December 8, 2022

SEOUL, South Korea (AP) – Leaders of South Korea and Japan agreed to accelerate efforts to mend relations strained by Japan’s former colonial rule of the Korean Peninsula as they held their countries’ first summit talks in nearly three years on the sidelines of the conference. The United Nations General Assembly, the two governments announced on Thursday.

The meeting came after Tokyo denied Seoul’s earlier announcement that it had agreed to the summit, referring to the sensitive nature of their current relationship.

During their 30-minute meeting in New York on Wednesday, South Korean President Yun Seok-yeol and Japanese Prime Minister Fumio Kishida shared the need to improve bilateral relations and agreed to instruct their diplomats to intensify talks for this, Yoon’s office said in a statement. statement.

Kishida’s office confirmed the hotel meeting. A separate Japanese Foreign Ministry statement said the two leaders agreed to enhance cooperation between the two countries as well as with the United States. She said the leaders shared the need to restore healthy relationships.

Yoon’s office said the two leaders jointly expressed serious concerns about North Korea’s recent legislation allowing the preemptive use of nuclear weapons in certain circumstances and the moves North Korea mentioned to conduct its first nuclear test in five years. Japan’s Foreign Ministry said Kishida and Yun had agreed to further cooperation in their response to North Korea.

The governments of South Korea and Japan said that Yoon and Kishida have agreed to continue their contacts. But it was not immediately known how important the talks the two leaders might have to tackle the main sticking points in the bilateral relationship, which suffered its biggest setback in recent years when the two countries were ruled by predecessors Yun and Kishida.

In 2018, South Korea’s Supreme Court ruled that two Japanese companies – Nippon Steel and Mitsubishi Heavy Industries – should compensate Koreans who were forced to work during Japan’s 1910-45 colonial occupation. The Japanese companies and government rejected the rulings, arguing that all compensation issues had already been settled under the 1965 treaty normalizing bilateral relations and included Tokyo providing millions of dollars to Seoul in the form of economic aid and loans.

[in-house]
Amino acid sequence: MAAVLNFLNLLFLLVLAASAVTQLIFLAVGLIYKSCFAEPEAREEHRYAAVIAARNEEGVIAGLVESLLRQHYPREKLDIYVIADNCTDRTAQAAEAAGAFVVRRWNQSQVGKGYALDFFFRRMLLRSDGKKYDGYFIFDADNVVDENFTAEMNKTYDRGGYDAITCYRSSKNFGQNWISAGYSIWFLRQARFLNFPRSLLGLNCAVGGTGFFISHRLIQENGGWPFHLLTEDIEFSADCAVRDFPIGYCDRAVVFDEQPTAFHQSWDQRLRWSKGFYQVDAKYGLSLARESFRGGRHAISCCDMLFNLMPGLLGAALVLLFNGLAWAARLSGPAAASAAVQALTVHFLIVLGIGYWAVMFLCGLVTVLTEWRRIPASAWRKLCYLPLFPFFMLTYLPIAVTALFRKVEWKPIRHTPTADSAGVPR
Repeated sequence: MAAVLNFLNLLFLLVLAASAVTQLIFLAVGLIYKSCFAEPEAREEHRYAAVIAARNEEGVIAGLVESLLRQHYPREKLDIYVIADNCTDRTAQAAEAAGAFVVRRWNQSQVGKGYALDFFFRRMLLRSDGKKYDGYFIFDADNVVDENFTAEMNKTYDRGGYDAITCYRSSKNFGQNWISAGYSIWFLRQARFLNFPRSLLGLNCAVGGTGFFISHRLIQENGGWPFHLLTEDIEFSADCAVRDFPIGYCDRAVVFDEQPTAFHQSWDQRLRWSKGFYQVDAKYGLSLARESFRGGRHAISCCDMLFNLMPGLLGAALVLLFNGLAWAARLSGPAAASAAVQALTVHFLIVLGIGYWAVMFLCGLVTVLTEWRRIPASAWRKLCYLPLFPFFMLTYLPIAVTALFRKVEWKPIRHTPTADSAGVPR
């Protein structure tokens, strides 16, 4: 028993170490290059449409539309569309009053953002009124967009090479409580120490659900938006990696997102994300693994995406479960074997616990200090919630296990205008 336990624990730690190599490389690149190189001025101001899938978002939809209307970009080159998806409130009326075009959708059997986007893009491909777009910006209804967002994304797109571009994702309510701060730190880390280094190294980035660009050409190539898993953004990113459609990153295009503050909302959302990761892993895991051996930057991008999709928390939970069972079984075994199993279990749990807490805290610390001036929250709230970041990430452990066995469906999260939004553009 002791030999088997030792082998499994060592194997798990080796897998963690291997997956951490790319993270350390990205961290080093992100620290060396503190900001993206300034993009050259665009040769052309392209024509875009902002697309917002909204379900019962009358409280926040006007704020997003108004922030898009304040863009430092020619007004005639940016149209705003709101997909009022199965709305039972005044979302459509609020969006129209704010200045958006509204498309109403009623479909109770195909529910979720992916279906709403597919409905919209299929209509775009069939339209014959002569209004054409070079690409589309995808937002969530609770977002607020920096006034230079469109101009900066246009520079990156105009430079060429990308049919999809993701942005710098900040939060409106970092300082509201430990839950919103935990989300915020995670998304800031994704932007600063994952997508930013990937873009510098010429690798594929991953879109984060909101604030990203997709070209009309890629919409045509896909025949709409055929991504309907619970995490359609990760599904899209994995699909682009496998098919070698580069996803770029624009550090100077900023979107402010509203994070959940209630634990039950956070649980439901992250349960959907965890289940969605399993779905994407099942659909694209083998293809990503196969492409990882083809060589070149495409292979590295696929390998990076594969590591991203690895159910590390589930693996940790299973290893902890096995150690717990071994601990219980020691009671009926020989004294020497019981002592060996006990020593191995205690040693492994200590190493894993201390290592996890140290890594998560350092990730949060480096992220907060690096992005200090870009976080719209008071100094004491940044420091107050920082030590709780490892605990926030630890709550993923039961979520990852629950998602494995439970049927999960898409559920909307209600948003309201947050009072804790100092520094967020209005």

The dispute prompted the two governments to downgrade each other’s business status, and prompted Seoul to threaten to abandon an intelligence-sharing agreement. For their part, former Korean forced laborers and their supporters lobbied for the forced sale of the assets of Japanese companies in South Korea.

It is unclear whether Wednesday’s summit will make progress on the issue because participants in court cases maintain that Japanese companies must first agree to South Korean court rulings if they want to resolve legal disputes.

Frayed relations have complicated the United States’ effort to bolster its tripartite security alliance with Seoul and Tokyo – two of its main regional allies where it has a total of 80,000 troops – to better deal with growing Chinese influence and North Korean nuclear threats.

South Korea and Japan have been seeking to improve relations since Yun’s inauguration in May, who has publicly called for better relations with Tokyo and enhanced security cooperation between Seoul, Tokyo and Washington in the face of North Korea’s growing nuclear arsenal.

But when the Yun government announced last week what it described as the planned summit between Yun and Kishida in New York, Tokyo officials responded that there was no agreement to hold that summit.

The Yoon Kishida meeting was the first summit between the two countries since December 2019, when then-South Korean President Moon Jae-in and Japanese Prime Minister Shinzo Abe met in China on the sidelines of the South Korea-Japan-China summit.


Writer Marie Yamaguchi for the Associated Press in Tokyo contributed to this report.

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